As Reclaiming Futures enters its 16th year of operation, we reflect on our unique contributions to the juvenile justice reform efforts of the past couple decades. What is most concretely evident to the field is our public health oriented approach and the creation of an accessible stepwise model, designed for juvenile justice settings, to organize the way they identify treatment need and then deliver developmentally appropriate and evidence-based treatment responses that are then sustained by community supports. In order to make our six-step approach work at the local level, we partner with jurisdictions to break down silos and build authentic collaboration across a number of systems that serve youth.
In creating and disseminating this approach, Reclaiming Futures sets a higher standard for treatment practice in youth justice settings. Our recent OJJDP-funded national evaluation shows that, in the case of juvenile treatment courts, the Reclaiming Futures approach may make the difference between a treatment court that doesn’t consistently meet the treatment needs of its participating youth and one that not only improves treatment access and treatment matching, but then produces significant cost savings.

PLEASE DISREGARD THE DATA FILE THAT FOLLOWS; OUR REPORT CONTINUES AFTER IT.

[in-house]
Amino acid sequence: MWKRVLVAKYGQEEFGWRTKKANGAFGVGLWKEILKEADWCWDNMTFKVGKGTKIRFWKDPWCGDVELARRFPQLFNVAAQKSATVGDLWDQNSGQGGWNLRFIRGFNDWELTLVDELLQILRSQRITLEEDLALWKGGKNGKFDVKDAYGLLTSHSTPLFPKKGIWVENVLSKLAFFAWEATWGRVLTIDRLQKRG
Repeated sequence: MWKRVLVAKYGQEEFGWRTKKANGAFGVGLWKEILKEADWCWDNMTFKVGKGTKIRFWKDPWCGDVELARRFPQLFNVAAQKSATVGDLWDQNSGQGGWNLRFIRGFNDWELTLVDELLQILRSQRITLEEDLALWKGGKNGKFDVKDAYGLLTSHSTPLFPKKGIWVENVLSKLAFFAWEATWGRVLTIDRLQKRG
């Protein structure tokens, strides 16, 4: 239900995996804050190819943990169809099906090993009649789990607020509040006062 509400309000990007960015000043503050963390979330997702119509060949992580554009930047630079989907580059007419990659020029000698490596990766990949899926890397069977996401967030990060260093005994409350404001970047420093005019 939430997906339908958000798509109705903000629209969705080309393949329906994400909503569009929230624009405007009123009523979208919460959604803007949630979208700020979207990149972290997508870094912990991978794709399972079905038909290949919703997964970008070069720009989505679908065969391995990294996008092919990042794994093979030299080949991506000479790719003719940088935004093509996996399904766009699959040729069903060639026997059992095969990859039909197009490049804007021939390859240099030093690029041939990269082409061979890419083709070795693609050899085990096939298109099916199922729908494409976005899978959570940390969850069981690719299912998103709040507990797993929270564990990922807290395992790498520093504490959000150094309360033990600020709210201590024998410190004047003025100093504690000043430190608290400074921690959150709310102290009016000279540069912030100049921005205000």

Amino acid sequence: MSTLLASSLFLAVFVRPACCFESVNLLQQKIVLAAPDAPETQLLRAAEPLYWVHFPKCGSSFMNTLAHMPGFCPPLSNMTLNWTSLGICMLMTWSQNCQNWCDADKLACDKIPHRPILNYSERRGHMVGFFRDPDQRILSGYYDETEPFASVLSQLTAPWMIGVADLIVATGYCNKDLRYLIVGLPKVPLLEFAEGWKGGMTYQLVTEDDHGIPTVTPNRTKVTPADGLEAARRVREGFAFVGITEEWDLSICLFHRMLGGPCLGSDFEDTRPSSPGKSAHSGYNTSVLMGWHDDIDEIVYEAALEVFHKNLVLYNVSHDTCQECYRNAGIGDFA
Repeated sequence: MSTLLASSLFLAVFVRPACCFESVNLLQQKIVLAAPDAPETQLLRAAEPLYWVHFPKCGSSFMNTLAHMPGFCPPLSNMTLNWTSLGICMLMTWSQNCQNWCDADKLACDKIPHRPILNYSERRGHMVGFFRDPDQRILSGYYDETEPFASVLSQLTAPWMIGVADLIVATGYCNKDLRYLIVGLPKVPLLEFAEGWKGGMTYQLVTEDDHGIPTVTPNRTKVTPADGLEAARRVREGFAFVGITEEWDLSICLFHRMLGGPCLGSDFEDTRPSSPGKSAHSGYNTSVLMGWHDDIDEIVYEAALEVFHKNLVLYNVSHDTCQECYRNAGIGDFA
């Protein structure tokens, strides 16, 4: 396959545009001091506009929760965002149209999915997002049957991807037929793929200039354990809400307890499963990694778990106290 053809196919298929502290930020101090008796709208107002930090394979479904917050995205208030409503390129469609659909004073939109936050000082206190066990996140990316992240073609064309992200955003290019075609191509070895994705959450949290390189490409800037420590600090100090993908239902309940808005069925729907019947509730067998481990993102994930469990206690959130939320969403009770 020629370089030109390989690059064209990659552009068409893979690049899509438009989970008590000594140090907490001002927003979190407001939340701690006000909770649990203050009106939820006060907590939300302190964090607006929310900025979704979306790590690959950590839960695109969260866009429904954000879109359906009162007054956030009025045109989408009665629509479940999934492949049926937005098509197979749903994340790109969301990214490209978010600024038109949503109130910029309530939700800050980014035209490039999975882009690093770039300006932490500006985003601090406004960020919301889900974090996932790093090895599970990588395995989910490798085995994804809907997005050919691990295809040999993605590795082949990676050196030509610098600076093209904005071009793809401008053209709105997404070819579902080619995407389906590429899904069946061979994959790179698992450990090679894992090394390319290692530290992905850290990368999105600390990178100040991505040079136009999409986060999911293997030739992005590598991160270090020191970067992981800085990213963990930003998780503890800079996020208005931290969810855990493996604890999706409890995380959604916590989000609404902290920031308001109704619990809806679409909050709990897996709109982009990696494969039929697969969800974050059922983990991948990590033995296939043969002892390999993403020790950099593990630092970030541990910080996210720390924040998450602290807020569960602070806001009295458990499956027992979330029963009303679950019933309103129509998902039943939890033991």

What is much less apparent to the field is the “collective impact” strategy that has been the bread and butter of the Reclaiming Futures practice for the past 15 years: Reclaiming Futures operates a national multi-disciplinary learning collaborative consisting of jurisdictions across the country. This collaborative functions as a peer support network, a resource bank, a communication and learning platform, but more than anything else, as a space to build a common reform agenda and shared mission.
This past year, Jeffrey Butts, Director of John Jay College of Criminal Justice’s Research and Evaluation Center, released a report: Reclaiming Futures and Organizing Justice for Drug-Using Youth. The report examines the role our collective impact strategy plays in the jurisdictions where we’ve worked. In this month’s Reclaiming Futures newsletter we highlight a new blog post by our own Bridget Murphy who reviews Dr. Butts’ report.